Thursday, September 1, 2016

Saving Time and Reducing Repetitive Typing in Visual Studio

By Steve Endow

Writing code in Visual Studio often involves a lot of repetitive typing.  Things like variable declarations, method stubs, and properties are often 95% the same, except for a variable / property / method name.

There are some tools in Visual Studio that can help save time, like code snippets that I have discussed previously, but code snippets are a bit of a hassle to define.  And there are many simple things that you have to type repeatedly, or that need variable values, that just aren't well supported by Visual Studio automation or intellisense.

From what I've read, macros were removed from Visual Studio, so I was unable to find any native features that could help me easily automate simple text statements.

[UPDATE: Tim Wappat pointed out that there is a VS Extension that apparently adds macro support back to VS.  This might be a good alternative for your use case, but I'm guessing it's overkill for my needs. ]

One simple example would be my code comments.

I like to use a format of the date, then my name, then the comment.  Since I usually add a comment with nearly every change I make, I am often adding dozens of comment lines throughout my code.

Sure, it isn't terribly difficult to type:

//9/1/2016: S. Endow:

But after you've typed it thousands of times over a few years, it becomes obvious that there isn't much value in typing it all out.  So I finally got sick of typing it and looked into apps that provide shortcut keys to insert text values.  I wanted something that could automatically type out the comment line and insert the current date.

There are HUNDREDS of such apps out there, but I found that they each tend to focus on a particular feature set, and many of them didn't do exactly what I wanted.  So I had to sift through dozens to find those that allowed me to insert text when I pressed a keyboard shortcut.  Kind of like pre-defined clipboard entries that I could map to custom keystrokes.

The three that I have tried so far are:

1. QuickTextPaste (free)
2. PhraseExpress ($49 - $219 per copy)
3. FastKeys ($9.99 per copy)

I used QuickTextPaste for quite a while.  While it can work fairly well, it is very rough, with bizarre menus, finicky interface, and some frustrating quirks that I had to tolerate.  It's great that it is free, but I was willing to pay for something better.

I then tried PhraseExpress. It works fine, but it has a bug or two, and the price was way too expensive for me, as I want to use it on my desktop, laptop, and multiple virtual servers, and they require a license for every machine where it is installed.

But today, after searching for the 20th time for similar apps, I tried FastKey.  At only $9.99, it's an amazing bargain, and at that price, I'm happy to buy 5 or 6 licenses to use on my various machines.

So I installed it on one of my Window Server 2012 R2 virtual servers and tested it with Notepad.  It worked great, and the features are pretty phenomenal, especially for the price.

But when I tried to use it in Visual Studio 2015, it didn't work.  It wasn't detecting the keyboard shortcuts.  I then tried VS 2013 on the server, but that didn't work either.  This is an issue I experienced with QuickTextPaste on this same server, which prompted me to try a new app.

I then tried it on a Windows Server 2008 R2 and it did work in VS 2013.  I then tried it on a Windows 10 machine with VS 2015, and it worked there, to my surprise.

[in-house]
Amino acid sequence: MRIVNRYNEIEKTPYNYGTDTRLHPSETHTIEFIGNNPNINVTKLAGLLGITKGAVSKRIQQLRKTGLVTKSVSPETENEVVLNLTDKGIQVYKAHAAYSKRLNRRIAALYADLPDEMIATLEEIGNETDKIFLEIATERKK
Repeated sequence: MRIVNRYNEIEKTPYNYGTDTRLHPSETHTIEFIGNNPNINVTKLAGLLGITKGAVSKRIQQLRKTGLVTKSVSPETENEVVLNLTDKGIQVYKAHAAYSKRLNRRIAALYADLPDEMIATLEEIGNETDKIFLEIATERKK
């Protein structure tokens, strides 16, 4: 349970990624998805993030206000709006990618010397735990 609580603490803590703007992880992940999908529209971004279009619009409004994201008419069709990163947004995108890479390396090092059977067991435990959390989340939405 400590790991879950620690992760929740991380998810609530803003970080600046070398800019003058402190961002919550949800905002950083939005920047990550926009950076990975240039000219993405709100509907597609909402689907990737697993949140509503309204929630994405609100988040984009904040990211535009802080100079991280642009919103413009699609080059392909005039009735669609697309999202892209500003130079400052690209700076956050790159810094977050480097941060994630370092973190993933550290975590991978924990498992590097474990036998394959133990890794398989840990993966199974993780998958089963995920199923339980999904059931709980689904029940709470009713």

On the Server 2012 R2 machine, I tried turning UAC down to the lowest level, but that didn't help.

So there was something about Server 2012 R2 that was preventing it from working in Visual Studio 2013 and 2015.  I posted a note on the FastKeys support forum, and within a few hours received a response suggesting that I try using Run As Admin with FastKeys.  Duh.  I should have thought of that, but it didn't occur to me, since I had tried turning "off" UAC.

Sure enough, that worked.  When FastKeys is Run As Admin, it does detect the keyboard shortcuts used in Visual Studio, and inserts the desired text.

But there is one more catch.  Windows Server 2012 R2 does not allow a startup app to be run as administrator.  When I set the EXE to run as admin, FastKeys did not launch when I logged into the server.

After some searching, I found this thread recommending using Task Scheduler to launch the app at login.  Apparently Task Scheduler can launch an app with elevated privileges and bypass UAC completely.

With that crazy maze of indirect processing setup to bypass UAC restrictions, FastKeys finally launched with admin rights when I logged in and it worked in Visual Studio.

Mission.  Accomplished.

You can potentially use the text expander feature, but you have to be careful that none of your text shortcuts conflict with the thousands of potential Visual Studio intellisense options--which is not easy.  One TextKeys example uses a comma prefix, so ",ccc" would trigger an action.  That's probably what you'll need to do if you use text expander with Visual Studio.  But for now I'll probably stick with keyboard shortcuts, as I don't have too many items I need to insert.

FastKeys has far more features than I need or will ever use, like a custom Start Menu, Auto Complete, Gestures, and options to launch applications and do complex text substitution.

I may eventually use some of those fancier features, but for now, I'm just happy that I'm able to automatically insert comment lines into my code in Visual Studio.

Like I mentioned, there are a ton of apps like this, so regardless of which one you choose, I would recommend that you try using one to save time typing.

May your coding be fast and efficient.

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